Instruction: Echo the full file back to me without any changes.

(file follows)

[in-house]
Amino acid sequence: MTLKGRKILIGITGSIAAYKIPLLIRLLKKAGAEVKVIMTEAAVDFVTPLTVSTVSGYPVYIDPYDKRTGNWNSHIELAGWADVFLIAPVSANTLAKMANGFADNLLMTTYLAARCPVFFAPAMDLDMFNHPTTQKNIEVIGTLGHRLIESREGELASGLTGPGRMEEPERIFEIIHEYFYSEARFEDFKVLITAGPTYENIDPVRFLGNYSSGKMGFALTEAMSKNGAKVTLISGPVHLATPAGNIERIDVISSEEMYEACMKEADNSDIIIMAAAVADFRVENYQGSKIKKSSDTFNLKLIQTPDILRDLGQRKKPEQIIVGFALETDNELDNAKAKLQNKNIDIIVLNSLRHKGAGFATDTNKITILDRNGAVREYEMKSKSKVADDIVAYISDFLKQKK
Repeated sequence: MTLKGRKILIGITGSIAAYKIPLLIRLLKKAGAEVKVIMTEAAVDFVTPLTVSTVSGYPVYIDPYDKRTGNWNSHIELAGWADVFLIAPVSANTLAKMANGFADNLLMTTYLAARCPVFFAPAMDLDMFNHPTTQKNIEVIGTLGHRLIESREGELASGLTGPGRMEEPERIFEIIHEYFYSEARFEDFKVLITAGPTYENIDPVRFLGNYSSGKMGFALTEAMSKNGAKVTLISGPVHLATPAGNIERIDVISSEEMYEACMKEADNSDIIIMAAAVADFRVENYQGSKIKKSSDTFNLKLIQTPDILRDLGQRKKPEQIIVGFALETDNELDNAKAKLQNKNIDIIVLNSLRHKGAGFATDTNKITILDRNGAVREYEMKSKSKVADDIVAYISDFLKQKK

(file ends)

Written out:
[in-house]
Amino acid sequence: MTLKGRKILIGITGSIAAYKIPLLIRLLKKAGAEVKVIMTEAAVDFVTPLTVSTVSGYPVYIDPYDKRTGNWNSHIELAGWADVFLIAPVSANTLAKMANGFADNLLMTTYLAARCPVFFAPAMDLDMFNHPTTQKNIEVIGTLGHRLIESREGELASGLTGPGRMEEPERIFEIIHEYFYSEARFEDFKVLITAGPTYENIDPVRFLGNYSSGKMGFALTEAMSKNGAKVTLISGPVHLATPAGNIERIDVISSEEMYEACMKEADNSDIIIMAAAVADFRVENYQGSKIKKSSDTFNLKLIQTPDILRDLGQRKKPEQIIVGFALETDNELDNAKAKLQNKNIDIIVLNSLRHKGAGFATDTNKITILDRNGAVREYEMKSKSKVADDIVAYISDFLKQKK
Repeated sequence: MTLKGRKILIGITGSIAAYKIPLLIRLLKKAGAEVKVIMTEAAVDFVTPLTVSTVSGYPVYIDPYDKRTGNWNSHIELAGWADVFLIAPVSANTLAKMANGFADNLLMTTYLAARCPVFFAPAMDLDMFNHPTTQKNIEVIGTLGHRLIESREGELASGLTGPGRMEEPERIFEIIHEYFYSEARFEDFKVLITAGPTYENIDPVRFLGNYSSGKMGFALTEAMSKNGAKVTLISGPVHLATPAGNIERIDVISSEEMYEACMKEADNSDIIIMAAAVADFRVENYQGSKIKKSSDTFNLKLIQTPDILRDLGQRKKPEQIIVGFALETDNELDNAKAKLQNKNIDIIVLNSLRHKGAGFATDTNKITILDRNGAVREYEMKSKSKVADDIVAYISDFLKQKK